We are not just material beings, but spiritual persons with a need for meaning, purpose, and fulfillment that transcends the visible confines of this world. This longing for transcendence is a longing for truth, goodness, and beauty. Truth, goodness, and beauty are called the transcendentals of being, because they are aspects of being. Everything in existence has these transcendentals to some extent. God, of course, as the source of all truth, goodness, and beauty, has these transcendentals to an infinite degree. Oftentimes, he draws us to himself primarily through one of these transcendentals. St. Augustine, who was drawn to beauty in all its creaturely forms, found the ultimate beauty he was seeking in God, his creator, the beauty “ever ancient, ever new.”―Sister Gabriella Yi, O.P.

Thursday, August 25, 2016

Integras, claritas and consonantia: Tradition's beauty in the liturgical reflections of Robert Cardinal Sarah.

This brief essay developed from the idea of posting a 'quote of the day'.

One can hardly do justice to the rich thought of Cardinal Robert Sarah in an 872 word essay. It is hoped that this post will in some small way contribute to the wider circulation of his thought.

It is this blogger's hope that the more frequently Tradition-minded bloggers reach out to people of goodwill, the more likely the liturgical narrative in the Church will begin to shift toward genuine roots and thus make more likely a shift of the celebration of the Mass toward a more God-centred focus.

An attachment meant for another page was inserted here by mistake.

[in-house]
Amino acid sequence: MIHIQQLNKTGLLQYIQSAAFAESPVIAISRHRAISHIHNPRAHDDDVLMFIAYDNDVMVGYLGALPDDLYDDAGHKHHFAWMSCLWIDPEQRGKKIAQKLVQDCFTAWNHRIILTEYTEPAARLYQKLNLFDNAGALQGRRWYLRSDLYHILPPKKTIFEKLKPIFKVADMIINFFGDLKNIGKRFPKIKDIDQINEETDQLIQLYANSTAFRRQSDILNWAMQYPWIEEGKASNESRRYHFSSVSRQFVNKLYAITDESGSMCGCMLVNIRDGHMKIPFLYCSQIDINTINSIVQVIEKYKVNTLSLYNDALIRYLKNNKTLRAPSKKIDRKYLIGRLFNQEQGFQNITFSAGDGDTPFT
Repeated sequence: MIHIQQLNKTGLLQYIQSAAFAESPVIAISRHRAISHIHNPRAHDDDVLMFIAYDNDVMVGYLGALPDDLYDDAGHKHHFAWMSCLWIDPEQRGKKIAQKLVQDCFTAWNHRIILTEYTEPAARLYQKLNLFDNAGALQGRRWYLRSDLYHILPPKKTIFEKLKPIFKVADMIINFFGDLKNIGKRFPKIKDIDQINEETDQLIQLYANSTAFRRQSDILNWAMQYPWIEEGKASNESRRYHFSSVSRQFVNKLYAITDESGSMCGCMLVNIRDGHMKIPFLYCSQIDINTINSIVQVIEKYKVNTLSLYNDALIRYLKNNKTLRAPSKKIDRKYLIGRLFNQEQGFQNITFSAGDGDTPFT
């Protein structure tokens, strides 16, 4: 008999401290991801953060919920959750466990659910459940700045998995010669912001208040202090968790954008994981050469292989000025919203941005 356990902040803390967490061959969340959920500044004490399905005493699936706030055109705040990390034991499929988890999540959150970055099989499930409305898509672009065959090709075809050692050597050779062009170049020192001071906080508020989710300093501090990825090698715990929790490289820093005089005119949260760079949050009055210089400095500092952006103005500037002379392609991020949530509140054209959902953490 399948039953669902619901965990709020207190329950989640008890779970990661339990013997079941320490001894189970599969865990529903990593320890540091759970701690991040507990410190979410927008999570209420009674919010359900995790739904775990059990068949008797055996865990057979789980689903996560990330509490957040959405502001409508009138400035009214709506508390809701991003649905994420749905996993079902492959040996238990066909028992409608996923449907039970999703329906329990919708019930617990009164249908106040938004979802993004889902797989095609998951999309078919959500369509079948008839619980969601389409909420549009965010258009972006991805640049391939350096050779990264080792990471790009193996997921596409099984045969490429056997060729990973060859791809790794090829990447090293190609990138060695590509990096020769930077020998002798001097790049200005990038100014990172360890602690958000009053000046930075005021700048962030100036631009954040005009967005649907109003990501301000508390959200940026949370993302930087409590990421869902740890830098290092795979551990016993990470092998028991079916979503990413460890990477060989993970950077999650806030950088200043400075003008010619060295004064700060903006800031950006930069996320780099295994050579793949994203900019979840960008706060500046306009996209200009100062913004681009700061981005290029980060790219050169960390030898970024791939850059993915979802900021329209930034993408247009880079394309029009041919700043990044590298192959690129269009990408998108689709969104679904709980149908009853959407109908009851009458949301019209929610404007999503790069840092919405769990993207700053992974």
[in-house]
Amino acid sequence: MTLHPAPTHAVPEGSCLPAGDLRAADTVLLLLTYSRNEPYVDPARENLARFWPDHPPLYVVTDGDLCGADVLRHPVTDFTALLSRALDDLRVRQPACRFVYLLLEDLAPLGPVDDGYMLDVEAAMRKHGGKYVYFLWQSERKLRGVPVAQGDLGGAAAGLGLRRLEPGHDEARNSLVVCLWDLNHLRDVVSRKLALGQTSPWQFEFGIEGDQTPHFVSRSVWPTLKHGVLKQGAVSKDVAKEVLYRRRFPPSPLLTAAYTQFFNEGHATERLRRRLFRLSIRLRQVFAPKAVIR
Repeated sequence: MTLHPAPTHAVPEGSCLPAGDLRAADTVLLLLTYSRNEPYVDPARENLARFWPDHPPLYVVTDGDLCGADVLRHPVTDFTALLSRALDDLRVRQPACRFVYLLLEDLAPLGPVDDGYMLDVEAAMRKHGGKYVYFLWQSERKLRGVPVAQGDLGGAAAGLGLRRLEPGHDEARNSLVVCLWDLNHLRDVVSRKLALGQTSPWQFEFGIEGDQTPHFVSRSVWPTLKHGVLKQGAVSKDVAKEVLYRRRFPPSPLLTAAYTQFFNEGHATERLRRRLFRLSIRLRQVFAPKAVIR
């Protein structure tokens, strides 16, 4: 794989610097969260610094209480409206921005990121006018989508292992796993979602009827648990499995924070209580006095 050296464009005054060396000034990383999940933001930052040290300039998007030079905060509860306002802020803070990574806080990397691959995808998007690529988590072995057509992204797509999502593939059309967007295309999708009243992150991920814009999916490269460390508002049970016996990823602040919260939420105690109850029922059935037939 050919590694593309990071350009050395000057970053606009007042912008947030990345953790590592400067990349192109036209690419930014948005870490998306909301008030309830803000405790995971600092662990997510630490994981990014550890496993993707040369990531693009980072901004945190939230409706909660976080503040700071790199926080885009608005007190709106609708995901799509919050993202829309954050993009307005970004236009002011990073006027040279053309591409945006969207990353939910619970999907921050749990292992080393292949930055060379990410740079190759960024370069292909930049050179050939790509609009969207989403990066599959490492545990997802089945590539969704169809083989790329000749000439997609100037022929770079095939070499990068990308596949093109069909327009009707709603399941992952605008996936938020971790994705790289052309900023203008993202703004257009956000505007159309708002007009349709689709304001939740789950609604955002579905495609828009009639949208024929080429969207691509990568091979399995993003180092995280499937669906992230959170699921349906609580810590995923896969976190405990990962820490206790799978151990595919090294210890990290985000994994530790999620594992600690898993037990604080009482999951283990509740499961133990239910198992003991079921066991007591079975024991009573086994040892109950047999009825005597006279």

Given his strong and natural deference to Tradition, his Eminence Cardinal Sarah might likely contend that he is merely handing on what the Church has always taught and everywhere believed.
H/T Catholic Herald, UK

The cardinal continued by emphasising that that the liturgy is not a celebration of our own achievements but God’s love and mercy. He said: “We do not come to the Church to celebrate what we have done or who we are. Rather, we come to celebrate and give thanks for all that Almighty God has done, and continues in His love and mercy to do, for us.

“What He does in the liturgy is what is essential; what we do is to present our ‘first fruits’—the best that we can—in worship and adoration. When the modern liturgy is celebrated in the vernacular with the priest ‘facing the people’ there is a danger of man, even of the priest himself and of his personality, becoming too central.

H/T NLM Address to the clergy of the Archdiocese of Colombo, Sri Lanka: Liturgical Life and the Priesthood.